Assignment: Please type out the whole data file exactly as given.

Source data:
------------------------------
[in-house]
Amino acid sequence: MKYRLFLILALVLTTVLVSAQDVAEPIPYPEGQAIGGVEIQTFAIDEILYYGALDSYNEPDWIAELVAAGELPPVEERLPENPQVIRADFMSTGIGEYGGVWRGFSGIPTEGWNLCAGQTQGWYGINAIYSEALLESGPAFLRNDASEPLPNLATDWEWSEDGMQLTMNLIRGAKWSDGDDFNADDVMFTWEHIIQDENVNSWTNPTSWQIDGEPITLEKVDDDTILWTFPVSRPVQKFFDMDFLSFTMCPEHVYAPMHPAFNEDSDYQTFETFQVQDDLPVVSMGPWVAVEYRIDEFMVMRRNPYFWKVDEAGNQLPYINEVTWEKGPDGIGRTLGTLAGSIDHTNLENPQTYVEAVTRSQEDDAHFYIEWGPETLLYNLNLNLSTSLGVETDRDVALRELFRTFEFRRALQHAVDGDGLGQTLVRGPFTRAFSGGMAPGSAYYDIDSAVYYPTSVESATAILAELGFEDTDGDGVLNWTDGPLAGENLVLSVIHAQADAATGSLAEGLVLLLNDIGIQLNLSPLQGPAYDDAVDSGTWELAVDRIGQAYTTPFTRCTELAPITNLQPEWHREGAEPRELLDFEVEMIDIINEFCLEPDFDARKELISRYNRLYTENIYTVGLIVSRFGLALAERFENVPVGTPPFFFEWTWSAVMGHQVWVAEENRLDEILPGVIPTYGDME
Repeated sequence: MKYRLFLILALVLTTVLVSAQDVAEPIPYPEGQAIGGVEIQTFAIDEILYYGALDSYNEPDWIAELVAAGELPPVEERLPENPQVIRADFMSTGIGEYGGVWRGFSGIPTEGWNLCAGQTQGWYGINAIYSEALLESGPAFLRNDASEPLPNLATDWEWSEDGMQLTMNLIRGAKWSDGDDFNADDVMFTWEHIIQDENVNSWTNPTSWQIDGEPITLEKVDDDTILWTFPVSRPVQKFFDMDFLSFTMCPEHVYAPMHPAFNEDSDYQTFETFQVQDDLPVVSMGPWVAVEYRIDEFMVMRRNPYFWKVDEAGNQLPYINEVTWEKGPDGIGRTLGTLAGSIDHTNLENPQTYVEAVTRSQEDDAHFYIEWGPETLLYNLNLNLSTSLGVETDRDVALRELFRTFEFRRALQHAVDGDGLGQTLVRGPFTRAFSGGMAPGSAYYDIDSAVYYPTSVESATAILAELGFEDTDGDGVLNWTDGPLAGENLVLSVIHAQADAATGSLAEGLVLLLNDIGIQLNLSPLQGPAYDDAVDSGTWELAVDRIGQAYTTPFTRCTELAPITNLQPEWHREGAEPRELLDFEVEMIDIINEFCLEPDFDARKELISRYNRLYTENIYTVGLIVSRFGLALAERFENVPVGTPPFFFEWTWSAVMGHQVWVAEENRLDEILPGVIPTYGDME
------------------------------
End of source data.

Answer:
[in-house]
Amino acid sequence: MKYRLFLILALVLTTVLVSAQDVAEPIPYPEGQAIGGVEIQTFAIDEILYYGALDSYNEPDWIAELVAAGELPPVEERLPENPQVIRADFMSTGIGEYGGVWRGFSGIPTEGWNLCAGQTQGWYGINAIYSEALLESGPAFLRNDASEPLPNLATDWEWSEDGMQLTMNLIRGAKWSDGDDFNADDVMFTWEHIIQDENVNSWTNPTSWQIDGEPITLEKVDDDTILWTFPVSRPVQKFFDMDFLSFTMCPEHVYAPMHPAFNEDSDYQTFETFQVQDDLPVVSMGPWVAVEYRIDEFMVMRRNPYFWKVDEAGNQLPYINEVTWEKGPDGIGRTLGTLAGSIDHTNLENPQTYVEAVTRSQEDDAHFYIEWGPETLLYNLNLNLSTSLGVETDRDVALRELFRTFEFRRALQHAVDGDGLGQTLVRGPFTRAFSGGMAPGSAYYDIDSAVYYPTSVESATAILAELGFEDTDGDGVLNWTDGPLAGENLVLSVIHAQADAATGSLAEGLVLLLNDIGIQLNLSPLQGPAYDDAVDSGTWELAVDRIGQAYTTPFTRCTELAPITNLQPEWHREGAEPRELLDFEVEMIDIINEFCLEPDFDARKELISRYNRLYTENIYTVGLIVSRFGLALAERFENVPVGTPPFFFEWTWSAVMGHQVWVAEENRLDEILPGVIPTYGDME
Repeated sequence: MKYRLFLILALVLTTVLVSAQDVAEPIPYPEGQAIGGVEIQTFAIDEILYYGALDSYNEPDWIAELVAAGELPPVEERLPENPQVIRADFMSTGIGEYGGVWRGFSGIPTEGWNLCAGQTQGWYGINAIYSEALLESGPAFLRNDASEPLPNLATDWEWSEDGMQLTMNLIRGAKWSDGDDFNADDVMFTWEHIIQDENVNSWTNPTSWQIDGEPITLEKVDDDTILWTFPVSRPVQKFFDMDFLSFTMCPEHVYAPMHPAFNEDSDYQTFETFQVQDDLPVVSMGPWVAVEYRIDEFMVMRRNPYFWKVDEAGNQLPYINEVTWEKGPDGIGRTLGTLAGSIDHTNLENPQTYVEAVTRSQEDDAHFYIEWGPETLLYNLNLNLSTSLGVETDRDVALRELFRTFEFRRALQHAVDGDGLGQTLVRGPFTRAFSGGMAPGSAYYDIDSAVYYPTSVESATAILAELGFEDTDGDGVLNWTDGPLAGENLVLSVIHAQADAATGSLAEGLVLLLNDIGIQLNLSPLQGPAYDDAVDSGTWELAVDRIGQAYTTPFTRCTELAPITNLQPEWHREGAEPRELLDFEVEMIDIINEFCLEPDFDARKELISRYNRLYTENIYTVGLIVSRFGLALAERFENVPVGTPPFFFEWTWSAVMGHQVWVAEENRLDEILPGVIPTYGDME